A Falmouth newspaper of 1770 records land being acquired in the cove for the erection of a ‘fish cellar’ which we know was fully operational by 1820. Cellars comprised an open courtyard with part covered for stacking herring which were pressed or pickled in brine. Adjacent were lofts for storing nets and tackle to which a capstan was added; a wooden shaft which stood the height of the loft. Into this were placed four arms for hauling. Around the shaft was wound rope which exited what is now the main bedroom to help drag boats, bow nose up, across the shingle and onto the slipway (now replaced by the terrace) known as Billy’s slip after the capstan house tenant, Bill Jane. The boats, five in number, were owned by the Badgers seining company. The pilchard industry did not survive the turn of the 20th century and the loft became used for storing pots and fishing gear, the boats hauled up the beach by engines not manpower.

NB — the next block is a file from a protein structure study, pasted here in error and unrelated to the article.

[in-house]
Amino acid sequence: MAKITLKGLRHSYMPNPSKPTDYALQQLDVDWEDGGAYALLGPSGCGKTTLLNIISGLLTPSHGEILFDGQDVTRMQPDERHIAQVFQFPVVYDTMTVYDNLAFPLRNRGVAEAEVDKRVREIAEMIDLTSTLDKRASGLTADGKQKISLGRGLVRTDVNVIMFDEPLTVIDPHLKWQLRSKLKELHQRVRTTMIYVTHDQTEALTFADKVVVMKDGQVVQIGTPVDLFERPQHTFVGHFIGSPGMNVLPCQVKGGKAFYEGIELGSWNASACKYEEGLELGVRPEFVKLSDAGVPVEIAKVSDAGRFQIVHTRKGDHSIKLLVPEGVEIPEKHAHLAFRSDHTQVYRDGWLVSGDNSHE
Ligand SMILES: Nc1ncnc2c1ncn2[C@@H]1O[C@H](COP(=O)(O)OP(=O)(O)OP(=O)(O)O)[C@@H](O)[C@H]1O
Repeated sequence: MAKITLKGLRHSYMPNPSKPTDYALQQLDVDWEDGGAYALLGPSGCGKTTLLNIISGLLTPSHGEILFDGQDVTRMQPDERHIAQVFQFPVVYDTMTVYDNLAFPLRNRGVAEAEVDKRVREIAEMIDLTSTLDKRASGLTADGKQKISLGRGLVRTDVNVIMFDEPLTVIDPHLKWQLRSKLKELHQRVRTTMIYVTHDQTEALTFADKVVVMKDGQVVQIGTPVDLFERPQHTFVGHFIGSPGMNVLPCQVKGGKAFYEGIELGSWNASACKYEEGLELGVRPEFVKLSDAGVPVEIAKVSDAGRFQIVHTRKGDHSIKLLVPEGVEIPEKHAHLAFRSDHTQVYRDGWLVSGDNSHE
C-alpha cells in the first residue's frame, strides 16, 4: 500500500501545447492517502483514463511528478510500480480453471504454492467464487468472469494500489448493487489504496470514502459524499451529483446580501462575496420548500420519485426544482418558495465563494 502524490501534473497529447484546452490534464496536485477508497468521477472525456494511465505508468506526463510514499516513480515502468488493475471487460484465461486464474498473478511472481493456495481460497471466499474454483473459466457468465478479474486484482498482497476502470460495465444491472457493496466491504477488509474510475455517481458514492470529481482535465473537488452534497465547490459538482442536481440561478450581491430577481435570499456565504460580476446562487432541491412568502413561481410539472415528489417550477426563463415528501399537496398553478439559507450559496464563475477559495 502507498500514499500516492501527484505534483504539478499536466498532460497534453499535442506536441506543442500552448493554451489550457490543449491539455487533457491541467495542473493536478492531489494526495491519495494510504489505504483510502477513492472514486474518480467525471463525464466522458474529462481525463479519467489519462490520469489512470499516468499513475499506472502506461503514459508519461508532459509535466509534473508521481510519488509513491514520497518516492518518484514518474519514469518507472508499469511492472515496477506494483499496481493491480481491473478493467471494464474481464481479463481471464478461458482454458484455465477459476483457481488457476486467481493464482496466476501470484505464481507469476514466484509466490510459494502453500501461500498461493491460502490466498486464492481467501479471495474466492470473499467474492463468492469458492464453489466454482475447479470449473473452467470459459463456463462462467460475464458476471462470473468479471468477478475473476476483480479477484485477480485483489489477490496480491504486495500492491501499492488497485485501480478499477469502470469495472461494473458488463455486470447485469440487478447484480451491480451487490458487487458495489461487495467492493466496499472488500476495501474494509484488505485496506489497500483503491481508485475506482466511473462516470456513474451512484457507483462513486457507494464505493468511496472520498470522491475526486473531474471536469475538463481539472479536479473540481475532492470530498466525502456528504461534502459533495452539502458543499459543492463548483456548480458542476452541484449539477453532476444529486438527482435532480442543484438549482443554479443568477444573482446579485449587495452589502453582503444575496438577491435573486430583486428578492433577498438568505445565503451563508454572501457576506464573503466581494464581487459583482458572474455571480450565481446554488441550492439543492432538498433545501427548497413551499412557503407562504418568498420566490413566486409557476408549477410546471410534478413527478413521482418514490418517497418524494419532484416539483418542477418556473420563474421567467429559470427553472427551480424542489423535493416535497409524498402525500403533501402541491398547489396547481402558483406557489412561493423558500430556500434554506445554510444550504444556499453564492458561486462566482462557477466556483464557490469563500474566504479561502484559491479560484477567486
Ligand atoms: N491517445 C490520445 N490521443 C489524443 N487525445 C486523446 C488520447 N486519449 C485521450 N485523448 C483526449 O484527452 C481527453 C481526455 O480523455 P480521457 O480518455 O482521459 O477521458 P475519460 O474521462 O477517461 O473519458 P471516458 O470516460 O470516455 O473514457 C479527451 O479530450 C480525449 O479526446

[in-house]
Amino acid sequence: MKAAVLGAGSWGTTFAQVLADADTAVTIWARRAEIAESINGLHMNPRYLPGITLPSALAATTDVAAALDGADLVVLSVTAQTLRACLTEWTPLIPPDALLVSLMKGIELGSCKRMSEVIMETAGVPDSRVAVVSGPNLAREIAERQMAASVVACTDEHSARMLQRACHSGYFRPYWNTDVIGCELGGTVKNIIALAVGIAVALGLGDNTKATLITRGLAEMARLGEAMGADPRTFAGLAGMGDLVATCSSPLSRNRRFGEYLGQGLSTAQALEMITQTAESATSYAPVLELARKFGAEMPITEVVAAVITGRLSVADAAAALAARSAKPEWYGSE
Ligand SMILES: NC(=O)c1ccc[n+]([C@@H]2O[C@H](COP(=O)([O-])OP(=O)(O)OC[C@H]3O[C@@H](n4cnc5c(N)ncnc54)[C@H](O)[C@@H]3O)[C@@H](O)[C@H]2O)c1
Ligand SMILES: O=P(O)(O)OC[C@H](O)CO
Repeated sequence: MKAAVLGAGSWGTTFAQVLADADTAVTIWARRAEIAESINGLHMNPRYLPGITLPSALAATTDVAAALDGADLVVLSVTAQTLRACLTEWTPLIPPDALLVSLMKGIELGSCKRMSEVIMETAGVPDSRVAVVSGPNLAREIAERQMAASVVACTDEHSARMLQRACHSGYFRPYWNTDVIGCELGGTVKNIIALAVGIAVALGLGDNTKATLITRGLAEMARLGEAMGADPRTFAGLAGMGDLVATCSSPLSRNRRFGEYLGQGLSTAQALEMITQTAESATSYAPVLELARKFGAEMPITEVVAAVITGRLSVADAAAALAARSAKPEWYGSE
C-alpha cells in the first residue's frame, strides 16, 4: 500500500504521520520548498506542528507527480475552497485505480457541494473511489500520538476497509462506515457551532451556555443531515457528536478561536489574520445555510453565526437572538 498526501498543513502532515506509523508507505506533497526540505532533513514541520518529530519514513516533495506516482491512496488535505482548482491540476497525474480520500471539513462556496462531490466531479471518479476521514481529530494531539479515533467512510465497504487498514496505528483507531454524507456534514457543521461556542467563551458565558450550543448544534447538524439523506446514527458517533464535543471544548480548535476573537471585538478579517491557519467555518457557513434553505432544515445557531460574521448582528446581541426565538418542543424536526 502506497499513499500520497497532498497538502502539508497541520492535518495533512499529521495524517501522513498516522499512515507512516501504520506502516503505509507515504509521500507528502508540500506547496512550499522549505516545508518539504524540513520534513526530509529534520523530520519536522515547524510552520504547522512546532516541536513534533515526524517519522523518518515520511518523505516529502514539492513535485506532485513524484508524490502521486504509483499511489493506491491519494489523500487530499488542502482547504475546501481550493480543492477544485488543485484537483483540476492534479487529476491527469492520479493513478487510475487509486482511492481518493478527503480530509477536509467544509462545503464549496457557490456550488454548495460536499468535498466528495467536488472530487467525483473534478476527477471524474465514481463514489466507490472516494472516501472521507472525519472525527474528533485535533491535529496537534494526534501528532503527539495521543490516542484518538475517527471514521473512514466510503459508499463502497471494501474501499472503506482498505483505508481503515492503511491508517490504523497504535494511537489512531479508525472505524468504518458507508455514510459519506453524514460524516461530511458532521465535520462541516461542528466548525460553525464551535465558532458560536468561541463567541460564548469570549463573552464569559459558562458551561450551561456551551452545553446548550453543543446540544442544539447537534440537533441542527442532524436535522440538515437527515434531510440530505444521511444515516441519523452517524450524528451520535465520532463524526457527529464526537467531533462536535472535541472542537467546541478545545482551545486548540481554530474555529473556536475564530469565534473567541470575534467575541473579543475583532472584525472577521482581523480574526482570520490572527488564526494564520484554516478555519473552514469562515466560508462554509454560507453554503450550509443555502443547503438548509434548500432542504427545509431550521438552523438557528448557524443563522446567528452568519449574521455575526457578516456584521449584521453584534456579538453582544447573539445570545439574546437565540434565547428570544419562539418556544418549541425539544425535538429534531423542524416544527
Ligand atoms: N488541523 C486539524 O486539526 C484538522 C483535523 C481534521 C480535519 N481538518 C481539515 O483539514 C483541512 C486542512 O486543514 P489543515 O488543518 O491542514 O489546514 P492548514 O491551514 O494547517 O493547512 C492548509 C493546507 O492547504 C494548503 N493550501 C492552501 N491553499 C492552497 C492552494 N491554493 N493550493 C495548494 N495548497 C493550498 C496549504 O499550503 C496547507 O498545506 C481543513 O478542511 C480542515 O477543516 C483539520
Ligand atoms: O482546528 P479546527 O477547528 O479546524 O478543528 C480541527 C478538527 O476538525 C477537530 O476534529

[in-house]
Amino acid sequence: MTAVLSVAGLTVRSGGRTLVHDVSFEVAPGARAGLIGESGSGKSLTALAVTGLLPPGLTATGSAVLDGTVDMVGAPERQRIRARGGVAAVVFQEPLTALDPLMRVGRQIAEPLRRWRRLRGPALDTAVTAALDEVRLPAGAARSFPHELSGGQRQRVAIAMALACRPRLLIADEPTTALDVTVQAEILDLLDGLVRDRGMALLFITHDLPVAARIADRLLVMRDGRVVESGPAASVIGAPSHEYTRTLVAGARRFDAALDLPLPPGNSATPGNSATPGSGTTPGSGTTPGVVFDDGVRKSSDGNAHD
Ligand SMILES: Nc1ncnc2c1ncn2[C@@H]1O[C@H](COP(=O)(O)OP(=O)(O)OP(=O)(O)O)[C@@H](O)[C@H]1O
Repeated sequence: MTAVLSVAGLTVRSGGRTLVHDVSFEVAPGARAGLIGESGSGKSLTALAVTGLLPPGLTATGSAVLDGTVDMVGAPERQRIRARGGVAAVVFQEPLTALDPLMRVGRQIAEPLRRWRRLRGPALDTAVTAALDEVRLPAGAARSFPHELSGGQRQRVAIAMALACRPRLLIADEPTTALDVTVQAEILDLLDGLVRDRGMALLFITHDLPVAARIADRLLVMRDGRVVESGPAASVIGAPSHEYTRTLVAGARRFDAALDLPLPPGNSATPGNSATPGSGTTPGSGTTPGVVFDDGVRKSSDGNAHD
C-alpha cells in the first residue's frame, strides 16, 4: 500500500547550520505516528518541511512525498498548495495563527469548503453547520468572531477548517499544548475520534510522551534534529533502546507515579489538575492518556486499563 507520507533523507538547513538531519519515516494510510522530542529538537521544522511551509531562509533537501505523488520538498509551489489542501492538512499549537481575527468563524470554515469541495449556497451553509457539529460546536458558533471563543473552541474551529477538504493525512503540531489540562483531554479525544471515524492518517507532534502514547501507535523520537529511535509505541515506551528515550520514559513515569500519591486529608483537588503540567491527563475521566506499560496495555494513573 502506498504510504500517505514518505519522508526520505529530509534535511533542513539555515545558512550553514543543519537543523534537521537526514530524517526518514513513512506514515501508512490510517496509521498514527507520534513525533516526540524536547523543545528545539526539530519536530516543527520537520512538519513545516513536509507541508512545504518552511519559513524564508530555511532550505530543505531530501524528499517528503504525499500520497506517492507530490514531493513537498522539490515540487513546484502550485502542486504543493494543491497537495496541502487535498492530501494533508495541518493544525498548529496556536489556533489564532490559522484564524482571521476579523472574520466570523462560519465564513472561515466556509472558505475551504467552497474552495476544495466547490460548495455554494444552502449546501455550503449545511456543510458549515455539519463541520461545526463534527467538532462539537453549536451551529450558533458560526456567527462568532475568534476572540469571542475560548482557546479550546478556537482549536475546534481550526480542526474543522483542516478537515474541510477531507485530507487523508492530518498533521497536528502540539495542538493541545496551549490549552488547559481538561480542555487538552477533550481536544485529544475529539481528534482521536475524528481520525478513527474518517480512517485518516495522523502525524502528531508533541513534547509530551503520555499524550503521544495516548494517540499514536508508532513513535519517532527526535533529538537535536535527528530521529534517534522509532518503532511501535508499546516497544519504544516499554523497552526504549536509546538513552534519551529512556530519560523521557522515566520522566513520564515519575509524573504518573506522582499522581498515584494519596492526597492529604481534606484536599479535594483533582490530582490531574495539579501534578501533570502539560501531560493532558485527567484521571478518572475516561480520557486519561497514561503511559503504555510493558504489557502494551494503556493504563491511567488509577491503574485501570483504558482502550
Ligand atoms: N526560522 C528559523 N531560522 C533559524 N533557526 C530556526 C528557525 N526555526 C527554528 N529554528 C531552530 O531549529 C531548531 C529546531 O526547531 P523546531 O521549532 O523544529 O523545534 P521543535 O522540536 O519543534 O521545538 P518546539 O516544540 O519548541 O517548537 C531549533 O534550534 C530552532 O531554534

We do not know the date, however at some point a young man who was deaf and unable to speak arrived in the village and it is speculated that he was a survivor of a shipwreck. He was embraced by the community, who called him ‘Dummer’ and it is believed they provided with a boat so that he could earn his living.  He lived in what is now the roof space which was accessed by a ship’s companionway. With no water or power, living here was ‘bucket and chuckit’ until the loft was converted in 1957. A photograph of Dummer hangs beside the door onto the terrace and he is included in the group photograph on the landing.

Since then, it has been used as a home and artist’s studio by such as J. Tunnard and Donnington while David Shepherd lived the house next door in Todden Cottage. While now a cherished home, Dummers Loft retains many authentic features which includes clouts, nails and tackle rail.

The property changed hands for the first time since 1957 in 2016.